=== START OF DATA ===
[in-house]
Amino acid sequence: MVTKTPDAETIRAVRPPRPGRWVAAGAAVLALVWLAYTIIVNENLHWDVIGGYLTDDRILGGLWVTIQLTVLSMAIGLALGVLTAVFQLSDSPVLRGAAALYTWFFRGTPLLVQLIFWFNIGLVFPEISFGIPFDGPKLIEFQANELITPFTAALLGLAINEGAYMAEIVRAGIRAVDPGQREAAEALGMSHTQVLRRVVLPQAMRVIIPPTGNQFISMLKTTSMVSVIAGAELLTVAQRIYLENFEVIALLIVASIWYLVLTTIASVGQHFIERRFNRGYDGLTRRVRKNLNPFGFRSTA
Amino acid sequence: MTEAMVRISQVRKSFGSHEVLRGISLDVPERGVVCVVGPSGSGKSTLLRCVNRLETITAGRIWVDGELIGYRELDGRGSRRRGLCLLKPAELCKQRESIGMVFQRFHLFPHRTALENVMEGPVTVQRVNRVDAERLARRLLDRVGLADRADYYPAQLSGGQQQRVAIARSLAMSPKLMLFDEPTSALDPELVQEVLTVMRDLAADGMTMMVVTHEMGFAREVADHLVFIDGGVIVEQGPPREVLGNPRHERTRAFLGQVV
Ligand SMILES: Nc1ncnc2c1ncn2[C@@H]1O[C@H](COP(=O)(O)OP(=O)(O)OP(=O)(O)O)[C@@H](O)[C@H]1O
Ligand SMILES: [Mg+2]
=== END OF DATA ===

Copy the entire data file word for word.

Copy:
[in-house]
Amino acid sequence: MVTKTPDAETIRAVRPPRPGRWVAAGAAVLALVWLAYTIIVNENLHWDVIGGYLTDDRILGGLWVTIQLTVLSMAIGLALGVLTAVFQLSDSPVLRGAAALYTWFFRGTPLLVQLIFWFNIGLVFPEISFGIPFDGPKLIEFQANELITPFTAALLGLAINEGAYMAEIVRAGIRAVDPGQREAAEALGMSHTQVLRRVVLPQAMRVIIPPTGNQFISMLKTTSMVSVIAGAELLTVAQRIYLENFEVIALLIVASIWYLVLTTIASVGQHFIERRFNRGYDGLTRRVRKNLNPFGFRSTA
Amino acid sequence: MTEAMVRISQVRKSFGSHEVLRGISLDVPERGVVCVVGPSGSGKSTLLRCVNRLETITAGRIWVDGELIGYRELDGRGSRRRGLCLLKPAELCKQRESIGMVFQRFHLFPHRTALENVMEGPVTVQRVNRVDAERLARRLLDRVGLADRADYYPAQLSGGQQQRVAIARSLAMSPKLMLFDEPTSALDPELVQEVLTVMRDLAADGMTMMVVTHEMGFAREVADHLVFIDGGVIVEQGPPREVLGNPRHERTRAFLGQVV
Ligand SMILES: Nc1ncnc2c1ncn2[C@@H]1O[C@H](COP(=O)(O)OP(=O)(O)OP(=O)(O)O)[C@@H](O)[C@H]1O
Ligand SMILES: [Mg+2]